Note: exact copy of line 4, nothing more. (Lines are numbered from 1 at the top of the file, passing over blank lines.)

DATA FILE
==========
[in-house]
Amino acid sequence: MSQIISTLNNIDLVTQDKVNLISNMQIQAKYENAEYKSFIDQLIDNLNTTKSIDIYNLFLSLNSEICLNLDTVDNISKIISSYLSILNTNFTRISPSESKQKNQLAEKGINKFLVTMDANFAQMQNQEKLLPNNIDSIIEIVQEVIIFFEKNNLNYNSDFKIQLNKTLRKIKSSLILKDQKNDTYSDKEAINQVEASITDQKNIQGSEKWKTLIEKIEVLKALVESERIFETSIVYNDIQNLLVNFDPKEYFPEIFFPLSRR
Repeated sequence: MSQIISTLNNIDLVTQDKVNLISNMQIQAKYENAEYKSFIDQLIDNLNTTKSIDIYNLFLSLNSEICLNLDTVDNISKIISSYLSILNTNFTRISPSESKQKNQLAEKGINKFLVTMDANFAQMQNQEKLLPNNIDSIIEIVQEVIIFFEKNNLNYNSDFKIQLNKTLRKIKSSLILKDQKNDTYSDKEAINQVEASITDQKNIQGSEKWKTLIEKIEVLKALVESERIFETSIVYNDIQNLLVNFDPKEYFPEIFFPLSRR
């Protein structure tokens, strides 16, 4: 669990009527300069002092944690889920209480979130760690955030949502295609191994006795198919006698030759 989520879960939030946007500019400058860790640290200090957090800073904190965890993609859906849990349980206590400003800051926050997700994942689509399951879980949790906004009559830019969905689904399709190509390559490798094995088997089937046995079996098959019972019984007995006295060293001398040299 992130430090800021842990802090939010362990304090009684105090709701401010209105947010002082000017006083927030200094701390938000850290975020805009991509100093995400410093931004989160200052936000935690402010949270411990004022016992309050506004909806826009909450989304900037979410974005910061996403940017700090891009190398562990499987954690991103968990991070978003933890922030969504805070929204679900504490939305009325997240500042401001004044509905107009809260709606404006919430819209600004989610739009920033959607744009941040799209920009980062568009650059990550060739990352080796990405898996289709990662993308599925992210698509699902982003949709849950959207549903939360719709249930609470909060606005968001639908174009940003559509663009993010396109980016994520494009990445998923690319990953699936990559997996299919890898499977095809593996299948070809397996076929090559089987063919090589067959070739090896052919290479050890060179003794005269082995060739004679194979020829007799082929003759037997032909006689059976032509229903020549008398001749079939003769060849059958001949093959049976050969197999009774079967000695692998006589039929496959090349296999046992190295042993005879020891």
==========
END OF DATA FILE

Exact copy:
């Protein structure tokens, strides 16, 4: 669990009527300069002092944690889920209480979130760690955030949502295609191994006795198919006698030759 989520879960939030946007500019400058860790640290200090957090800073904190965890993609859906849990349980206590400003800051926050997700994942689509399951879980949790906004009559830019969905689904399709190509390559490798094995088997089937046995079996098959019972019984007995006295060293001398040299 992130430090800021842990802090939010362990304090009684105090709701401010209105947010002082000017006083927030200094701390938000850290975020805009991509100093995400410093931004989160200052936000935690402010949270411990004022016992309050506004909806826009909450989304900037979410974005910061996403940017700090891009190398562990499987954690991103968990991070978003933890922030969504805070929204679900504490939305009325997240500042401001004044509905107009809260709606404006919430819209600004989610739009920033959607744009941040799209920009980062568009650059990550060739990352080796990405898996289709990662993308599925992210698509699902982003949709849950959207549903939360719709249930609470909060606005968001639908174009940003559509663009993010396109980016994520494009990445998923690319990953699936990559997996299919890898499977095809593996299948070809397996076929090559089987063919090589067959070739090896052919290479050890060179003794005269082995060739004679194979020829007799082929003759037997032909006689059976032509229903020549008398001749079939003769060849059958001949093959049976050969197999009774079967000695692998006589039929496959090349296999046992190295042993005879020891």